Civil defense was another part of Soviet strategic defense. Since the Bolshevik Revolution ended in 1917, the Soviets nurtured the expectation of an impending attack by capitalist powers. During the 1920's, cities and other targets were prepared for protection against chemical and conventional attack. In 1927, OSOAVIAKHIM, a paramilitary training organization, was established with Civil Defense training as one of its prime functions. During the 1930's, as concern over air power and the German threat began to grow, the first nationwide civil defense program was begun.
However, it was not until World War II, when old civil defense programs proved inadequate, that shelter construction and compulsory training programs, designed mainly for civil defense workers, actually began. It originated with the large-scale relocation of defense industries from the western Soviet Union to east of the Ural Mountains in 1941. Civil defense reappeared in the late 1940s as antiaircraft units were attached to Soviet factories to defend them against strategic bombing. By 1948, Soviet civil defense programs had received increased attention in a variety of ways, including shelter construction in new buildings, mandatory study circles and instructor training programs, and periodic endorsements by the media.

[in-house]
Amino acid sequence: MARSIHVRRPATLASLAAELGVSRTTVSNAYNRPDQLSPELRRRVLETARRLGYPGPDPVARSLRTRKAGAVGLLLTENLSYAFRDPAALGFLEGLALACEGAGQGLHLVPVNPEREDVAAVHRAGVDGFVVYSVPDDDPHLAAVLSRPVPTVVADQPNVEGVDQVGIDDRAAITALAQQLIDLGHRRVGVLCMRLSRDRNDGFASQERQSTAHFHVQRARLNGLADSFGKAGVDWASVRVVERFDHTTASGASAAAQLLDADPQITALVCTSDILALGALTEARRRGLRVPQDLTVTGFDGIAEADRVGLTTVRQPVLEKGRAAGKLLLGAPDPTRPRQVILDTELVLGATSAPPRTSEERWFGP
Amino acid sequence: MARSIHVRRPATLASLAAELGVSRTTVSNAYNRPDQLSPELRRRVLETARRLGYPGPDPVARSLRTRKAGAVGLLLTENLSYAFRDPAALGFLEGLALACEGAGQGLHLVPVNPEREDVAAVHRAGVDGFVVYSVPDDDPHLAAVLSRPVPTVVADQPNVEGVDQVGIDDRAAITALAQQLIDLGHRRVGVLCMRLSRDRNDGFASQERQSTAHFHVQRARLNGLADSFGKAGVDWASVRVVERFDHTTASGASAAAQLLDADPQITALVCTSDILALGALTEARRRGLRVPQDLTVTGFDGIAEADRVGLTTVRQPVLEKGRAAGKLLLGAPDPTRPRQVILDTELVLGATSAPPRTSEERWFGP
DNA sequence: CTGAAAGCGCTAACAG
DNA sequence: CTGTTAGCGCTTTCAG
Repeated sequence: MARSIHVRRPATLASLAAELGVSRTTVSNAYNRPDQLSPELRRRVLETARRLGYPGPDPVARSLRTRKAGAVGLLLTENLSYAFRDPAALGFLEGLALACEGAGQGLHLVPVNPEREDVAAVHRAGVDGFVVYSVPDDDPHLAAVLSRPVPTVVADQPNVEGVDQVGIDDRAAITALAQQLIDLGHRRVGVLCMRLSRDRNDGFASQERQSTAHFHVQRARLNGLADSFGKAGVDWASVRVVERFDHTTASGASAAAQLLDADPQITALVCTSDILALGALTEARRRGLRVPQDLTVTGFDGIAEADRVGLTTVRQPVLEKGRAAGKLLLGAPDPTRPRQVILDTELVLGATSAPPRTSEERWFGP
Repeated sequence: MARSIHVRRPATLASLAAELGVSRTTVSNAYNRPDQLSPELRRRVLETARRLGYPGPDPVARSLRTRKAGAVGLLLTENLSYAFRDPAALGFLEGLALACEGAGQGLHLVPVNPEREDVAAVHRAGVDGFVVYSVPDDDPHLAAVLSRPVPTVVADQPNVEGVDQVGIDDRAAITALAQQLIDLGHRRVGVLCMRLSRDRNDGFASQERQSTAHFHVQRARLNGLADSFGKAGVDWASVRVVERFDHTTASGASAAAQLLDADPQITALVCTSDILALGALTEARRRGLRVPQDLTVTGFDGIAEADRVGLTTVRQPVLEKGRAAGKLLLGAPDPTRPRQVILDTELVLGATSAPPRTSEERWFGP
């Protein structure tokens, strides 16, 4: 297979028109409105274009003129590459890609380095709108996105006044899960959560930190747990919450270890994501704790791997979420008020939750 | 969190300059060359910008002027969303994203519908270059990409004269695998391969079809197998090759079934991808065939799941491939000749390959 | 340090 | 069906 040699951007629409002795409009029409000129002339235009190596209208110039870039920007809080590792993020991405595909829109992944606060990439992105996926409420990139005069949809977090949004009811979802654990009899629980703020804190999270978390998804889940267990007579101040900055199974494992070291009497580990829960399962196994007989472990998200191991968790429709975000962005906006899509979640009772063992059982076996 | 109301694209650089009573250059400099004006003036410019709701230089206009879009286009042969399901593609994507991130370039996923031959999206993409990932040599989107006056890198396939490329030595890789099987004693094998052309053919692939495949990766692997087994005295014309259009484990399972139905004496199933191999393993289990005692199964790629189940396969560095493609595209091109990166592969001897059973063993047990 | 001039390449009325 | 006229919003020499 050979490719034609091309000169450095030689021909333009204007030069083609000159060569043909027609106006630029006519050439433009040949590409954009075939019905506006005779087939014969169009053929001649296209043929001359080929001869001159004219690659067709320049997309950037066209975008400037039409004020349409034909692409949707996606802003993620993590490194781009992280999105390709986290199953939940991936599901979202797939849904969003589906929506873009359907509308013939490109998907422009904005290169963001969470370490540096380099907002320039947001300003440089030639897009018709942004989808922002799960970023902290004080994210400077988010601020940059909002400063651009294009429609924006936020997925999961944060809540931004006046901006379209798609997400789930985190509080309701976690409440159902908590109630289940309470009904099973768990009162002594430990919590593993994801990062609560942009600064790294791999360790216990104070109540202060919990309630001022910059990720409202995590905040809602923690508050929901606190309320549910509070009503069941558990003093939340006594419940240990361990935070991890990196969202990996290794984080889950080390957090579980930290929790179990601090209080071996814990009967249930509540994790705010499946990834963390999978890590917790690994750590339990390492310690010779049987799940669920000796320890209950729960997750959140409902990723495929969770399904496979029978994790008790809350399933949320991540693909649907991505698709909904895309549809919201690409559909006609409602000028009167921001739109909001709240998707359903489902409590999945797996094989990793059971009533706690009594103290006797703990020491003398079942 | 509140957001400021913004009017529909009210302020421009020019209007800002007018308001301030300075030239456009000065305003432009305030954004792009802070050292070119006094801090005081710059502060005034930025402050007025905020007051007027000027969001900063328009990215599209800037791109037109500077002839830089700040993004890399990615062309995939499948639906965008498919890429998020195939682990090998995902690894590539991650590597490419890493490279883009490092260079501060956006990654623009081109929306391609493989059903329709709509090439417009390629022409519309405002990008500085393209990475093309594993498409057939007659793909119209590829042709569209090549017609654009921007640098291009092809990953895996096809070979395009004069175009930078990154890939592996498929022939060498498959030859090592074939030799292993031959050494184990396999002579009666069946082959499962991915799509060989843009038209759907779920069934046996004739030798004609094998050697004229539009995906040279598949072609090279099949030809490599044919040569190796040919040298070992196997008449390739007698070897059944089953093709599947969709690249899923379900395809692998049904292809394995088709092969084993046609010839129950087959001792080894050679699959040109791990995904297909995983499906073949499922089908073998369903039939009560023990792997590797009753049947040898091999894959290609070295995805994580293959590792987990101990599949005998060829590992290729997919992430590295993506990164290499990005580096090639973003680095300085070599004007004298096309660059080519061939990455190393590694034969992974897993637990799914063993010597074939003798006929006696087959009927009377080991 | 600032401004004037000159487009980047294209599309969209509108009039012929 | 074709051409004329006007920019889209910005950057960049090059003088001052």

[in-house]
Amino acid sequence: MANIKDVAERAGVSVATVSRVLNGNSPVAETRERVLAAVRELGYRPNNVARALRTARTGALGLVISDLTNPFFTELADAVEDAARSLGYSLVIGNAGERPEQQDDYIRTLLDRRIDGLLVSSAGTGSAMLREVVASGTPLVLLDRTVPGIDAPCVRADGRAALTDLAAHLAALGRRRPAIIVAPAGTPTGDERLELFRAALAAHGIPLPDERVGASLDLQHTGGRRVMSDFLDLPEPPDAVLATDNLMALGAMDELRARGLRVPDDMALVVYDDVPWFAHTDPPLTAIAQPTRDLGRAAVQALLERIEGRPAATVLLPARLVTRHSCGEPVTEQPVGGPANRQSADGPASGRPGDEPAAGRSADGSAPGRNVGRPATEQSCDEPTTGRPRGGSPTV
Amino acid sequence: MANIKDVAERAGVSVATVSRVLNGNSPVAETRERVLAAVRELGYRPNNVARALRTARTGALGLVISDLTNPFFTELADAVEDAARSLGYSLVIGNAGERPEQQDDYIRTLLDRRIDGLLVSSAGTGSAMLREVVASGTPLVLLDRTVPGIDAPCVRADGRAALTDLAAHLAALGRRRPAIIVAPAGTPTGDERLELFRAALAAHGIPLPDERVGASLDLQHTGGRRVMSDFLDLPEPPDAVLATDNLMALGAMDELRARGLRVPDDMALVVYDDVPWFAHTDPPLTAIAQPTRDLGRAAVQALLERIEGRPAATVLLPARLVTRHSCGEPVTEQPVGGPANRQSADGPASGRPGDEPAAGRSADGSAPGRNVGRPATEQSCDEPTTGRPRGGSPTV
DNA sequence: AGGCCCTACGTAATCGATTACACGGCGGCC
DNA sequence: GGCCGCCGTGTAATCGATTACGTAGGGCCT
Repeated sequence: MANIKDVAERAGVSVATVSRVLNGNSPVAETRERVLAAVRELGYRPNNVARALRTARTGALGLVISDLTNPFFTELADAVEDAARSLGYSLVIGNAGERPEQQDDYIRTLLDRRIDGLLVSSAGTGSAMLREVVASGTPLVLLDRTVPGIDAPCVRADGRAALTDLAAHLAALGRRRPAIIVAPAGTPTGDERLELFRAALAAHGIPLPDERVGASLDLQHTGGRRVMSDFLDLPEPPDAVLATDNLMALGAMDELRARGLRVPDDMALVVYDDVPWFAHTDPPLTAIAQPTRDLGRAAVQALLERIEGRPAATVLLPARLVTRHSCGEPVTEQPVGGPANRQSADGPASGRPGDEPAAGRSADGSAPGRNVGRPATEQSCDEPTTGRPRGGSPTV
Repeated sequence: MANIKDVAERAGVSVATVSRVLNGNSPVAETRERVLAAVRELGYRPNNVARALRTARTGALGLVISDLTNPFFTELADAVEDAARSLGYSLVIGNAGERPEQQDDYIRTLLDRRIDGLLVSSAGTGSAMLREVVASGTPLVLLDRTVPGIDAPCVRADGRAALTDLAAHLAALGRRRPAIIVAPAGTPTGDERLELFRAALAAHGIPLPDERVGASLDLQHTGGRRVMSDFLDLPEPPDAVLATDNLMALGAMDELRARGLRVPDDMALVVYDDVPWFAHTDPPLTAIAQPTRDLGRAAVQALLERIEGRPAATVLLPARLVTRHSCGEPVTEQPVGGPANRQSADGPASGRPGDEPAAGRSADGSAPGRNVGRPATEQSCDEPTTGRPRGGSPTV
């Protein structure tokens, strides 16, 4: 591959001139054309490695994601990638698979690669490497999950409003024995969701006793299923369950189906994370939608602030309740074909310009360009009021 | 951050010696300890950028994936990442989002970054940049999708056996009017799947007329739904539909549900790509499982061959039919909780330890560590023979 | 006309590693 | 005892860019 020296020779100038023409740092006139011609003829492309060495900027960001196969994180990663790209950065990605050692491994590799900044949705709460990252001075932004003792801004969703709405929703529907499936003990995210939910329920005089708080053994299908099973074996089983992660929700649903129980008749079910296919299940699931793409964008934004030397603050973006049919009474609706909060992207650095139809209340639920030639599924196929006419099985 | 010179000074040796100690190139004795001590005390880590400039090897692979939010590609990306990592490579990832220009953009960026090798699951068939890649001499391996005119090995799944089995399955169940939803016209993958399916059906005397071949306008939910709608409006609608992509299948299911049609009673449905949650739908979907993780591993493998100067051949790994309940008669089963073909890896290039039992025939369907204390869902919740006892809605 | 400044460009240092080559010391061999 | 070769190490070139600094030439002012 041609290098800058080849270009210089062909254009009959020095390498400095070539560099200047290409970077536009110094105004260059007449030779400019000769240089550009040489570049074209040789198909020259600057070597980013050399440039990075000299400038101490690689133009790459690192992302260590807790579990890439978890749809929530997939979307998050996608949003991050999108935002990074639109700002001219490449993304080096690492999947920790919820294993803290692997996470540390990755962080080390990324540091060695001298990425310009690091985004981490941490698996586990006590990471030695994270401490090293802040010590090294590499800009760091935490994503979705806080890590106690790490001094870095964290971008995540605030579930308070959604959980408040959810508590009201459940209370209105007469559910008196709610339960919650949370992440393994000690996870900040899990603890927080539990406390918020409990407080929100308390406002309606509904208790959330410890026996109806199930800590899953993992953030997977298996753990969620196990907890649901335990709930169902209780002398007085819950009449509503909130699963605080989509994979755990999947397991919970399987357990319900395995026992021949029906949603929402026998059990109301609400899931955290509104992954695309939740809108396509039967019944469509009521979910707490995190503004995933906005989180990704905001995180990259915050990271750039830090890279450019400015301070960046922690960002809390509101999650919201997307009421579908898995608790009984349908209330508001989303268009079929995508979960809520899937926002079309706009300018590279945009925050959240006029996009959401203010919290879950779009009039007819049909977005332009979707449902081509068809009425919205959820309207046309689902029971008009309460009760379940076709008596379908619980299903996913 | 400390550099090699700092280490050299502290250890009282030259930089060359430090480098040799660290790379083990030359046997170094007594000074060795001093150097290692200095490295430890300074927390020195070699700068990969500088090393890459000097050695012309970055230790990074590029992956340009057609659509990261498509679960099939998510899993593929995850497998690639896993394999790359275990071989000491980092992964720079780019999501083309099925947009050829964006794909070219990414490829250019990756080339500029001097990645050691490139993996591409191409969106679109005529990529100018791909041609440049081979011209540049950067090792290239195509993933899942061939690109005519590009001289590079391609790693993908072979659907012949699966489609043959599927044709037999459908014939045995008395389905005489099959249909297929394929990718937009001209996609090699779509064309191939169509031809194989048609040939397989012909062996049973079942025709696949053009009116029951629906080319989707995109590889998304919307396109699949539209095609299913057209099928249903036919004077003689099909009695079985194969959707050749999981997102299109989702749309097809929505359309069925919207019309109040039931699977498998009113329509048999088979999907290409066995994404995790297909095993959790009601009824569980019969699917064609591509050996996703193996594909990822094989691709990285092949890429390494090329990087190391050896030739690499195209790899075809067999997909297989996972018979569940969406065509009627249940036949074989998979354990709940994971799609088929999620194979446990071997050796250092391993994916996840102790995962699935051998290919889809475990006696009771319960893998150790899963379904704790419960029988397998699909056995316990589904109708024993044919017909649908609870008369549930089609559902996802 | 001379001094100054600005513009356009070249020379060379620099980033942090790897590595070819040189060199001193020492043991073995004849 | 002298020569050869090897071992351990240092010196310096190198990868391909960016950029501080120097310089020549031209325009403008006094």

By the early 1970s, the emphasis on civil defense increased, and the chief of Civil Defense became a deputy minister of defense. Each union republic had a general officer as the chief of civil defense in the republic.
In 1989, the purpose of civil defense was to provide protection for leadership and population in wartime and to ensure the Soviet Union's ability to continue production of military matériel during a nuclear or a protracted conventional war. Officers from Civil Defense were attached to union republic, oblast (see Glossary), raion, and municipal governments, as well as to large industrial and agricultural enterprises, and assigned to supervise civil defense work, organization, and training. These staff officers developed and implemented detailed plans for the wartime relocation of important defense industrial facilities and the evacuation of labor forces to alternative sites. They supervised the construction of blast shelters and other installations to ensure that these structures could withstand nuclear strikes. Civil Defense operated a network of 1,500 underground shelters that could protect 175,000 top party and government officials. In 1989 Civil Defense had 150,000 personnel.
After a nuclear exchange, the civil defense effort would be directed at reestablishing essential military production through decontamination, first aid, and civil engineering work to clear collapsed structures and to restore power supplies, transportation, and communications. Civil Defense trained in peacetime by conducting simulations of the aftermath of a nuclear attack and small-scale evacuation exercises. It was also called on to fight fires, conduct rescue operations, decontaminate areas affected by nuclear and chemical accidents, and provide natural disaster relief.
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